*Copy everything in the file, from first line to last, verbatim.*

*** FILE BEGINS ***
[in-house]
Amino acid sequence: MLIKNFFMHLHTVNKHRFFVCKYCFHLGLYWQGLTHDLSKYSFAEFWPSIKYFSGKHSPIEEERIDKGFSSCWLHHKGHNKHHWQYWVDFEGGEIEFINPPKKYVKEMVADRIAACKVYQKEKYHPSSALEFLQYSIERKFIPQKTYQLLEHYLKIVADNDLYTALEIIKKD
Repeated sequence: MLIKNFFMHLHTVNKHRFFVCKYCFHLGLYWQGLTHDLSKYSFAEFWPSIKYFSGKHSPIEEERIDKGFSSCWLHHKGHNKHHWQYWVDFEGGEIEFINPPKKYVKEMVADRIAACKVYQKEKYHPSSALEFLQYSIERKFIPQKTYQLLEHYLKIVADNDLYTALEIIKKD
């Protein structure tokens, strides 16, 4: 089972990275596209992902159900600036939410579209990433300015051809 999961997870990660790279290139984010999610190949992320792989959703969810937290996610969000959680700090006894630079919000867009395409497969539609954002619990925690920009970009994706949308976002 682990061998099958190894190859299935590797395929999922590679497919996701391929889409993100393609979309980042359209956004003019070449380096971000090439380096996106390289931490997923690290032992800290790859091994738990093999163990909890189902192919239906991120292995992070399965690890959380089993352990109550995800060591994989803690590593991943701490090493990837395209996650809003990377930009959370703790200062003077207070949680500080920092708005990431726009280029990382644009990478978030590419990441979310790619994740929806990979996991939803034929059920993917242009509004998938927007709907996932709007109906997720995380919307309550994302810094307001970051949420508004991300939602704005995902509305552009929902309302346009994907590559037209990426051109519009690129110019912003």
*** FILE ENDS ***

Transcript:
[in-house]
Amino acid sequence: MLIKNFFMHLHTVNKHRFFVCKYCFHLGLYWQGLTHDLSKYSFAEFWPSIKYFSGKHSPIEEERIDKGFSSCWLHHKGHNKHHWQYWVDFEGGEIEFINPPKKYVKEMVADRIAACKVYQKEKYHPSSALEFLQYSIERKFIPQKTYQLLEHYLKIVADNDLYTALEIIKKD
Repeated sequence: MLIKNFFMHLHTVNKHRFFVCKYCFHLGLYWQGLTHDLSKYSFAEFWPSIKYFSGKHSPIEEERIDKGFSSCWLHHKGHNKHHWQYWVDFEGGEIEFINPPKKYVKEMVADRIAACKVYQKEKYHPSSALEFLQYSIERKFIPQKTYQLLEHYLKIVADNDLYTALEIIKKD
């Protein structure tokens, strides 16, 4: 089972990275596209992902159900600036939410579209990433300015051809 999961997870990660790279290139984010999610190949992320792989959703969810937290996610969000959680700090006894630079919000867009395409497969539609954002619990925690920009970009994706949308976002 682990061998099958190894190859299935590797395929999922590679497919996701391929889409993100393609979309980042359209956004003019070449380096971000090439380096996106390289931490997923690290032992800290790859091994738990093999163990909890189902192919239906991120292995992070399965690890959380089993352990109550995800060591994989803690590593991943701490090493990837395209996650809003990377930009959370703790200062003077207070949680500080920092708005990431726009280029990382644009990478978030590419990441979310790619994740929806990979996991939803034929059920993917242009509004998938927007709907996932709007109906997720995380919307309550994302810094307001970051949420508004991300939602704005995902509305552009929902309302346009994907590559037209990426051109519009690129110019912003």